Sleep is still a problem for me. (of course having an 8 month old doesn’t help!)  I have trouble still FALLING asleep.  I avoid going to bed sometimes.  I don’t know if it is the quiet or what – but I can’t get myself to go to bed.  But, once I do get there, and I am asleep – I never want to get up.  There are days I wish I could just stay there all day long and never face the world.  I know most people have those “days” but for me, it is most every day.   But, I have to get up – I have to take care of Julia – I have to go to face life.

I have been having a rough couple of weeks.  I use to be such a positive person – but this last week especially – I have been hating things in my life.

I hate that I know so much about childhood cancer – I wish I could go back to being oblivious like most of the world, and just go to the Scooper Bowl every year to “support” the Jimmy fund.

I hate that I now have more friends that have had a child die than those that don’t know such heart ache (but yet, I am so thankful that I DO have these new friends in my life!).

I hate the fact that Julia will never truly KNOW her big brother.  I hate that Alexander isn’t here to teach Julia things.

In my support group, The Compassionate Friends, they often say you don’t get OVER grief, you get THROUGH it.  It is a process.  A very long long process.  Some days are easier than others.  Some days you just want to crawl back into bed and never come out.



7 responses to “March 1, 2013

  1. jane mulcahy says:

    all there is to say here is yes Nancy…YES YES YES to everything you have said here

  2. Sue DeBassio says:

    Dear Nancy, i cry for you as i write this… you are right, it is a process and it totally sucks and grief blindsides you when you least expect it. At the fundraiser you had a few weeks ago, when i saw Julia, i was thinking of how she was coming up on the age Alexander was at diagnosis. I was thinking it must be a weird time for you and Richard. It must be hard to not worry about Julia every time she acts like Alexander did before he got sick. I am glad that she got the ultrasound scan and it is good. I am sorry to hear that sleeping is so hard and so is getting out of bed. I will pray that it will get better with time. Please know that we think of you and Richard and Alexander and Julia often and we pray. love, sue

  3. Erin says:

    Though Alexander was never old enough to “really have friends,” YOUR friends will never forget him. I was at Walmart today with Evan and we saw a huge display of bubbles– I don’t think I’ll ever be able to see bubbles again without missing Alexander. But I took the moment today to talk about him for a minute. I hate that you are suffering (and that you will for the rest of this life), but there’s no excuse you have to give or apologize for not being “positive”… I just hope you know that you are not alone. I continue to hold you close in prayer. (((hugs)))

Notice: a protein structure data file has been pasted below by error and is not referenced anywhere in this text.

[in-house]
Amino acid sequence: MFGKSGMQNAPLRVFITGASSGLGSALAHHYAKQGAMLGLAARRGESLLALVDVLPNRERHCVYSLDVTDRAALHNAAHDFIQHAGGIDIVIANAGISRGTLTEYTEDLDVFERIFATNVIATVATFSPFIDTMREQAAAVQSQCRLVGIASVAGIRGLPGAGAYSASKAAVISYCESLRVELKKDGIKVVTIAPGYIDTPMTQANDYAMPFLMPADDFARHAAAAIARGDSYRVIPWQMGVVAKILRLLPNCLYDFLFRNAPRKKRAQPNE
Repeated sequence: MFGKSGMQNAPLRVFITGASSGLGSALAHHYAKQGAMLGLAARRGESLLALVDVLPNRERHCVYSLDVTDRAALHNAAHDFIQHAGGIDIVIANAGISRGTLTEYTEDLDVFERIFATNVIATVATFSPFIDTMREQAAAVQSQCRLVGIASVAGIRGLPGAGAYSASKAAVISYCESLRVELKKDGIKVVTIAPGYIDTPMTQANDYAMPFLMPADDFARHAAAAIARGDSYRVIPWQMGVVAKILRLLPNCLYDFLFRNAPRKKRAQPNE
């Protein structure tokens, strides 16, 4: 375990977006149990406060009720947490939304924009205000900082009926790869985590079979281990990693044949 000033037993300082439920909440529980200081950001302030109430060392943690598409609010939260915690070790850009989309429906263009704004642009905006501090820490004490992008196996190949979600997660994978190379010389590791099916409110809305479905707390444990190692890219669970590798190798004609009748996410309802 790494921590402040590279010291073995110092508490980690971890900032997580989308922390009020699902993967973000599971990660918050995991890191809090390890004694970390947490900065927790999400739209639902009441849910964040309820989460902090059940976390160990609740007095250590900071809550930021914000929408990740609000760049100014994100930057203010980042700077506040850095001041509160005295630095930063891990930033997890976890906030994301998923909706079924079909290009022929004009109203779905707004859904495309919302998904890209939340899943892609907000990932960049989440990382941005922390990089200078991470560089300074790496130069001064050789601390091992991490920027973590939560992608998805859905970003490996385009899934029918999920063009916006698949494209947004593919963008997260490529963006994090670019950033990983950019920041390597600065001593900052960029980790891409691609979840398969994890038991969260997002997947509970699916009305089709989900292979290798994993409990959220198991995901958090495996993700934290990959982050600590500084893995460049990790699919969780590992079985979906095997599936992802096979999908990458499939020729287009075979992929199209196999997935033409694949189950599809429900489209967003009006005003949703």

4. Marie says:

    Thank you, Nancy, for sharing your horrible, yes, they are truly horrible, moments with me (and, others, too, of course). I was at Floating earlier in the week. Michelle is getting ready to visit with her daughter. She had told me that at the Noise event. She’ll get it done, but what the cost? What the reward? I’m still trying to figure out how she and her husband manage to allow Troy to grow and be his own spirit, even though that spirit was twice as big when it started in conception.

    I haven’t told you how successful Noise night was. It was a great testament to the energy of those who have known cancer due to their children, as well as from those who know it as a friend of that family. It would have been perfect if there was no need for such, but since there is, it was a wonderful event. (I felt for Richard. He, obviously, was sick.)

    Hope tonight is better. Have you tried Netflix? Some of those English things are so much better than almost any of our television. I was thinking that you could use them as drugs for sleep.

    Love, Marie

    Marie Nader ConKerr Cancer Massachusetts Coordinator; Board Member 978-448-2636

  5. Karen Capucilli says:

    I found so much to relate to in this post. This is especially true because our children were very you g when they passed away, and we both had a child who does not have cancer. I worried the same way about my Hannah and also my Noah. I hope it gives you comfort that I do not worry about their health as much as I once did. I have watched them get sick and get better, have dicey moments in the ER, etc and come out the other side as healthy children. .

  6. tersiaburger says:

    My daughter was ill for 38 years. She suffered pain and indignity for 38 years. In the end I prayed for her suffering to end. I am grateful for every second that I had with her. I am so sorry you did not have more time with Alexander. Hugs